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Military Makes the Best Of Limited Funding

In 2006 the Air Force and Navy is expecting more of the same.

Funding demands such as the war in Iraq and recovering from natural disasters have left budgets tight; yet, both services say fitness centers and programming will continue to do their job — keeping our military fit.

“You always want more, but in most situations you have enough dollars to do what's required,” says Kelly Powell, head of Navy Morale, Welfare and Recreation's (MWR) Mission Essential Branch, regarding funding. “If you get more, you do more. If you get less, you're more cognizant of what you do.”

Because funding is based on Congressional appropriations, and much funding is dedicated to more pressing items such as weapons and other items relating to the basic mission, fitness doesn't always rank at the top. And quite correctly, so, says Powell.

“With limited dollars you don't get everything you want. We don't want [facilities] to be gold-plated, but we do want them to compare to a civilian center,” he says.

However, the war has heightened the Navy's awareness of how important fitness is to its sailors. With that in mind, Navy MWR is launching a program titled, “Stay Healthy, Stay Fit, Stay Navy.” A more holistic approach to health, the program hopes to encourage healthy lifestyle changes such as moving more, eating better and reducing stress, which can be high due to deployment or simply the demands of the job.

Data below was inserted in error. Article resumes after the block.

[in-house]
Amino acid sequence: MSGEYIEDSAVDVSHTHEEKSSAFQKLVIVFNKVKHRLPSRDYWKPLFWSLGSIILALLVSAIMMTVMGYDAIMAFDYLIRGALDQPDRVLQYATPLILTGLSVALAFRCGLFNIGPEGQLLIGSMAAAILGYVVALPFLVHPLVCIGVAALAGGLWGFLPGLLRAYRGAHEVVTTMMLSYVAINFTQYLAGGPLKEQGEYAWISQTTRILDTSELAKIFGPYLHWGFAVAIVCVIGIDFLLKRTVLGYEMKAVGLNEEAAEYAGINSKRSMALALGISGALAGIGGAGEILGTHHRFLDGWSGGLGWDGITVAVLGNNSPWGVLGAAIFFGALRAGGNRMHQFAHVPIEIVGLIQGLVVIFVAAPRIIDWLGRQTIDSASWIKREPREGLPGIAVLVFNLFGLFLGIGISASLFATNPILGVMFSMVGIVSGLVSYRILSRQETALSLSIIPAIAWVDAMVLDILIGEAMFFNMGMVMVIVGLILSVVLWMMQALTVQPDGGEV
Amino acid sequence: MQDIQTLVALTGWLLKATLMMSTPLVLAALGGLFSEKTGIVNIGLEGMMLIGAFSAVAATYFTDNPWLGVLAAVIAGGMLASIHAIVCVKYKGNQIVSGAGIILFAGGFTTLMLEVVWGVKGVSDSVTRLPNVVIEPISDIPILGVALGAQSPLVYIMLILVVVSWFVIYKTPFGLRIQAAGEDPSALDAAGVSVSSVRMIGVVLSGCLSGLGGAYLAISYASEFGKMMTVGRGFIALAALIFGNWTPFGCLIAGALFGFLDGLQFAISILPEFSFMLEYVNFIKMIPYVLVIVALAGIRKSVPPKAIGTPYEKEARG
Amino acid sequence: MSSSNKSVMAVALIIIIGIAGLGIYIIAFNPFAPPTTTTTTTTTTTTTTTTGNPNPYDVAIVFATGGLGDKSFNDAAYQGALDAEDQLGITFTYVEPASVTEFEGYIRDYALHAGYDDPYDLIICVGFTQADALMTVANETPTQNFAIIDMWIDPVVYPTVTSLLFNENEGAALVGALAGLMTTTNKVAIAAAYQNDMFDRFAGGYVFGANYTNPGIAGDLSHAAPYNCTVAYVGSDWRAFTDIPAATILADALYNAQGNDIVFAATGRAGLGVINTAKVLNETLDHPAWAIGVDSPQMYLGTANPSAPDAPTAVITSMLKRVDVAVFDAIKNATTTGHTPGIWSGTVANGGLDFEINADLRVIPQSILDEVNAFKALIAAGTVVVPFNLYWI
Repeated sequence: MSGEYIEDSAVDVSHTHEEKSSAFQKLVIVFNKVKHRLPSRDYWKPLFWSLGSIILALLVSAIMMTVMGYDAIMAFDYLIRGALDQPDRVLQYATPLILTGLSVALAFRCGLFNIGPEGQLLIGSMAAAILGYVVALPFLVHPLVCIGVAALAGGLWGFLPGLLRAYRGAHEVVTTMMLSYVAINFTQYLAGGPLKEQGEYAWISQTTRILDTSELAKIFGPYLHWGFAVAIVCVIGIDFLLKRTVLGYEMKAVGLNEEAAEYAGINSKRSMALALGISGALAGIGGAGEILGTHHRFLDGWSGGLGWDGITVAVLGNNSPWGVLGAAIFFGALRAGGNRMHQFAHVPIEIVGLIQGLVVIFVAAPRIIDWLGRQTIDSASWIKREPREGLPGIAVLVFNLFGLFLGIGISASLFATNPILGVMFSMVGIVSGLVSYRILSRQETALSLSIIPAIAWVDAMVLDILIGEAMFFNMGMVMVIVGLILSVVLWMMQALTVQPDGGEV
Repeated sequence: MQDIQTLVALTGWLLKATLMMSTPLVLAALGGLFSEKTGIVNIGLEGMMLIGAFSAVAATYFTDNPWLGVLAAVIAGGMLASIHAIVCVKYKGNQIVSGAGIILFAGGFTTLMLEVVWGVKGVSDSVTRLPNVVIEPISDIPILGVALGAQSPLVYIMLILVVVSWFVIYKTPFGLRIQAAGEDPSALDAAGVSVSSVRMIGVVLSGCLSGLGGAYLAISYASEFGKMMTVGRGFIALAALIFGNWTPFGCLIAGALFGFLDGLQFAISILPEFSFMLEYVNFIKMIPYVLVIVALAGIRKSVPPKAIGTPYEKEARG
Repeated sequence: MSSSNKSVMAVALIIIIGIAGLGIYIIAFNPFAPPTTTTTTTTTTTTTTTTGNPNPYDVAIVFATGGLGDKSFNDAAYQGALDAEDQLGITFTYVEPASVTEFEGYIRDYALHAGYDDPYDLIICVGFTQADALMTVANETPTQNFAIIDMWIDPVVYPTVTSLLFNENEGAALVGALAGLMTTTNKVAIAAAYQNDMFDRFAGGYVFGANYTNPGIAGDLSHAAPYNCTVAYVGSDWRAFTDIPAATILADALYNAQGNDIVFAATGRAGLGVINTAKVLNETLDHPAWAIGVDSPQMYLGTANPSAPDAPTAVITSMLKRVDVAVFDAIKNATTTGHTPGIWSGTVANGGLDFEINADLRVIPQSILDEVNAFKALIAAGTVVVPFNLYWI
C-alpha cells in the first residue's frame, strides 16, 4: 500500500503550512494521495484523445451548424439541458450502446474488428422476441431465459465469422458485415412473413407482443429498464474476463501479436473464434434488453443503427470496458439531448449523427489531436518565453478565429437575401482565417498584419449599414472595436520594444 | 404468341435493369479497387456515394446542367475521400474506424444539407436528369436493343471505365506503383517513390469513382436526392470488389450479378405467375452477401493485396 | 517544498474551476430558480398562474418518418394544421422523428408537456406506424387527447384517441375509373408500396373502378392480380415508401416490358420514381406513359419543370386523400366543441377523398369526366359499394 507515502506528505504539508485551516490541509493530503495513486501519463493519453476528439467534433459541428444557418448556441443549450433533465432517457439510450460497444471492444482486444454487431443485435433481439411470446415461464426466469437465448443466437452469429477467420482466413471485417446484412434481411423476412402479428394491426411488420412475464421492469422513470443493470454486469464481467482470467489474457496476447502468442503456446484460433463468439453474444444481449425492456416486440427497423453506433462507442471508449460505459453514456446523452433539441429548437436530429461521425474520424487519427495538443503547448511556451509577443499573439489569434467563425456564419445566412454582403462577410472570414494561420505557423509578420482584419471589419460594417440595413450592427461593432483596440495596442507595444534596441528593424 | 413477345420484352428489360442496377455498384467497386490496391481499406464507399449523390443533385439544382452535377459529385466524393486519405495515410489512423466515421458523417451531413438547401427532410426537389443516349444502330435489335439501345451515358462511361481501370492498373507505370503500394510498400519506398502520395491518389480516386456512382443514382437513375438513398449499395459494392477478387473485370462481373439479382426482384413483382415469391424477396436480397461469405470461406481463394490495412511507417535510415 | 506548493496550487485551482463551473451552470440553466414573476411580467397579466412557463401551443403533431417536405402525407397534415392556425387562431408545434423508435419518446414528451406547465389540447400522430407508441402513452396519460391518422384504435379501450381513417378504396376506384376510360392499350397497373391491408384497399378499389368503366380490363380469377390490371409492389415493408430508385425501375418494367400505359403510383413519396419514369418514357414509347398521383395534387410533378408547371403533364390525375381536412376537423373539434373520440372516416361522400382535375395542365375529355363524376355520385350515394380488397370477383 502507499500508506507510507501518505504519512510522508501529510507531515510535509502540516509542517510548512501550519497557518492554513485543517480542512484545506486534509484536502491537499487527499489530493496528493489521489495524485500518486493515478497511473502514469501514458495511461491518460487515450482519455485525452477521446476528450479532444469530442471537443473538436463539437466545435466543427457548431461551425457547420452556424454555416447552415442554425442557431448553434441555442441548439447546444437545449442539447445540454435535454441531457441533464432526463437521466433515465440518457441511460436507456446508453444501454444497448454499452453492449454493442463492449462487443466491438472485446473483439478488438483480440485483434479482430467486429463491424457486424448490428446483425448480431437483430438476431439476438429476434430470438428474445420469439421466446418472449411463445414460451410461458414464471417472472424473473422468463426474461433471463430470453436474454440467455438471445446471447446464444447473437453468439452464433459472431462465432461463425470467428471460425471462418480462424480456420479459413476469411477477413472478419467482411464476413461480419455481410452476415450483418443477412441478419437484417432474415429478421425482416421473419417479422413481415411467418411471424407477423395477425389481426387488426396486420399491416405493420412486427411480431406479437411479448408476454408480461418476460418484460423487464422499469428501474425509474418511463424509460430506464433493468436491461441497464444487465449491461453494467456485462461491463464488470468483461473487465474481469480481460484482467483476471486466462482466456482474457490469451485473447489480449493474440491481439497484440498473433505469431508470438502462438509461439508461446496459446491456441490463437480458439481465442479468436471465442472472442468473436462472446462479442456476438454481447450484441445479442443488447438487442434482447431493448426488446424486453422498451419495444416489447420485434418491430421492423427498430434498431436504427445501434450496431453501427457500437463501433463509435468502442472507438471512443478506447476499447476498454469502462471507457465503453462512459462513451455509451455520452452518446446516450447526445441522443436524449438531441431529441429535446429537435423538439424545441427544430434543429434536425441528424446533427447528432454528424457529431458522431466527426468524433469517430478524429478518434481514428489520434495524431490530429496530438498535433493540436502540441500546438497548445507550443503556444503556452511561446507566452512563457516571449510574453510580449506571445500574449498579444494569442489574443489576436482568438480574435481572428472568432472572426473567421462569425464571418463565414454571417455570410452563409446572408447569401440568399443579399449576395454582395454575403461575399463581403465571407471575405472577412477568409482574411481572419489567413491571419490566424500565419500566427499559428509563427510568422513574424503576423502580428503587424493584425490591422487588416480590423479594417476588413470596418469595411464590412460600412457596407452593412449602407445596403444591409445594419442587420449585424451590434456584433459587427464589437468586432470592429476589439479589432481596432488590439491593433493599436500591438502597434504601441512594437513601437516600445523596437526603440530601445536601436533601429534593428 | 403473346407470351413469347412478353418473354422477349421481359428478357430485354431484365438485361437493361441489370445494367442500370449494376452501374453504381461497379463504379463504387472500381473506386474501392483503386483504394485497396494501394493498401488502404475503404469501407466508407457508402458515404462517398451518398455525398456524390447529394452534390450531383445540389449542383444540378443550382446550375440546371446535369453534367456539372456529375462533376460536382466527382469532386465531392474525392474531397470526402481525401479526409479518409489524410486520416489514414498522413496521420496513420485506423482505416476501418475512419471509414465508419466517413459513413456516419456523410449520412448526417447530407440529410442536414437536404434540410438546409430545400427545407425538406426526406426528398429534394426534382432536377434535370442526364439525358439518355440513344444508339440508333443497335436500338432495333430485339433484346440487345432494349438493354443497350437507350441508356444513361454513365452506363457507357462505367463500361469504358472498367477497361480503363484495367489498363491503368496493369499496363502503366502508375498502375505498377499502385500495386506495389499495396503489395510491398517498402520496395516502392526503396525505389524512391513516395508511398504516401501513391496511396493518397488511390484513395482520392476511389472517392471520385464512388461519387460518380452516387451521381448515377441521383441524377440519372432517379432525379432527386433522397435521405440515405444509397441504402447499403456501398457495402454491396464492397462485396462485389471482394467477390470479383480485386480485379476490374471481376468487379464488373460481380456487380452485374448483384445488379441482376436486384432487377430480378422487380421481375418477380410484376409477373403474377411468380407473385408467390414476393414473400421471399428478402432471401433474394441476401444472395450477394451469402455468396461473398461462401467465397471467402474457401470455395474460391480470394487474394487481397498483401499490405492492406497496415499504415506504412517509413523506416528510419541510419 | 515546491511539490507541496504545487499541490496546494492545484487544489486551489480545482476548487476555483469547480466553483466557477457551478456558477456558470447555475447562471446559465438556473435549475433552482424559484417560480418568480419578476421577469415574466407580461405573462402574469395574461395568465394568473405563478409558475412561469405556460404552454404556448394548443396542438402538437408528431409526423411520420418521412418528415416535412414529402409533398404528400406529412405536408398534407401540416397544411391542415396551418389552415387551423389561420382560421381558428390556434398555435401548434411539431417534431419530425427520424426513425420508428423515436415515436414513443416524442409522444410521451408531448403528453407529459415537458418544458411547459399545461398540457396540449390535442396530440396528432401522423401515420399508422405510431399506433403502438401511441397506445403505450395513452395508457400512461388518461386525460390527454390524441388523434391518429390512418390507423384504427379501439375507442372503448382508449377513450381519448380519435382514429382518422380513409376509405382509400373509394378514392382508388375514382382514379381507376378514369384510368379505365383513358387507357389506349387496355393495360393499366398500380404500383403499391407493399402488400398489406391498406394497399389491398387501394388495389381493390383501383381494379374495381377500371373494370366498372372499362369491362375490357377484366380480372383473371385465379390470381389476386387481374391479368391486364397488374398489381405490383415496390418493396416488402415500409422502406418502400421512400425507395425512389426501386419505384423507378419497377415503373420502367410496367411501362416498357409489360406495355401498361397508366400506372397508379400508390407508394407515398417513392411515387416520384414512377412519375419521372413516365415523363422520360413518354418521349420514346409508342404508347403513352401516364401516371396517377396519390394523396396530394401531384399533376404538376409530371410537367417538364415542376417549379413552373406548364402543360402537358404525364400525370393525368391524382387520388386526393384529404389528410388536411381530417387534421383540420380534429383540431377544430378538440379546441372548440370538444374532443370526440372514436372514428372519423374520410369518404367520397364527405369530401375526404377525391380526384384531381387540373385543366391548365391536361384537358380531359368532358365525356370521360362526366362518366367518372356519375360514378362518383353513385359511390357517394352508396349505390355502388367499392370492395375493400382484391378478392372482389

“We want to give people the opportunity to practice healthy lifestyles and help them carve out protective time so that they're being supported by Navy, their family and their community,” he says.

The Air Force expects funding to decrease in 2006 for fitness, and some facilities may need to reduce their fitness or sports programs to stay within budget. Others, however, may decide to add yoga and Pilates to stay competitive with off-base facilities, says Margaret Treland, Air Force fitness program manager.

Although natural disasters have affected the cost of construction, the Air Force has two projects planned: Charleston Air Force Base is adding and renovating spaces to better meet the needs of its programs and customers, and Vandenberg Air Force Base is adding a new facility to provide space for fitness and sports activities.

“Air Force fitness centers and staffs will continue to provide assistance to units and individuals in developing both group and personal training programs,” Treland says.

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